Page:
Emerald promised to realize a “strategic vision to replicate the high-class Manhattan amenities,” according to its website. He had fallen behind on some mortgage payments before the pandemic hit and about 40 of his mortgages in the area went into forbearance in the spring, according to Freddie Mac data. The $90 million mortgage he got was called a transitional loan. Transitional loans are riskier than typical commercial mortgages advanced by banks. The space is dominated by nonbank lenders such as credit funds and real-estate investment trusts that have grown to become a major force in commercial real-estate finance in recent years. They originated an estimated 12% of commercial mortgage loans by value in 2019, up from 2.9% in 2009, Mortgage Bankers Association data shows. Mr. Kassirer got his transitional loan from LoanCore Capital, a lender owned by two of the world’s biggest investors, Singapore’s GIC, a sovereign-wealth fund, and the Canada Pension Plan Investment Board. The two investors together manage more than $700 billion. The Singaporean and Canadian funds deferred comment to LoanCore. A spokesman for LoanCore said the company is a responsible lender that takes strong actions to remedy issues faced by tenants in buildings it financed. The company didn’t provide examples of any actions it has taken and the spokesman declined to comment further.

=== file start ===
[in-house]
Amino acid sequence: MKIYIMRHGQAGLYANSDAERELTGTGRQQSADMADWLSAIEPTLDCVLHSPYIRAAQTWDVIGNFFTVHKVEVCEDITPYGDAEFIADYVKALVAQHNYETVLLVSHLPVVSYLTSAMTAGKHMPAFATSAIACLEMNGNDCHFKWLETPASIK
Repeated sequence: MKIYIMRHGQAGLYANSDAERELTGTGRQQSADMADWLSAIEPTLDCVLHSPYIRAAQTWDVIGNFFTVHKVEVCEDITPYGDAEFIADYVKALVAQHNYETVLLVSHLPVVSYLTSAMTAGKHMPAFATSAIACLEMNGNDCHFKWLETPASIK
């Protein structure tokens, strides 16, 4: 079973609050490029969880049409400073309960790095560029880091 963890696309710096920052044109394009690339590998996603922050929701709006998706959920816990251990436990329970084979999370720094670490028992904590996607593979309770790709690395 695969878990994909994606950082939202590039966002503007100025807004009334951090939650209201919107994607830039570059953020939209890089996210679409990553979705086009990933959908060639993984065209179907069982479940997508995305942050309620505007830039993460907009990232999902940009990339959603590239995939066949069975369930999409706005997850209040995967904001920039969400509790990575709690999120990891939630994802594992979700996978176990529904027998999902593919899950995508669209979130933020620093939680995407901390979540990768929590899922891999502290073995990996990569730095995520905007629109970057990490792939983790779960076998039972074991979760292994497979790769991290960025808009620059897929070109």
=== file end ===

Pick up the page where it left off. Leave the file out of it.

East Harlem has long been home to low-income, Spanish speaking residents. It is where Magdaly Marrero, 60, raised her two children on paychecks from McDonald’s, KFC and Popeyes restaurants. Mr. Kassirer bought her building in August 2017, shortly after he purchased several dozen similar buildings nearby, totaling nearly 1,200 units. It was the biggest deal yet for the then-34-year-old real-estate investor who had previously bought buildings in the Bronx. LoanCore packaged Mr.Kassirer’s loan with dozens of similar mortgages into two bond deals totaling $1.5 billion.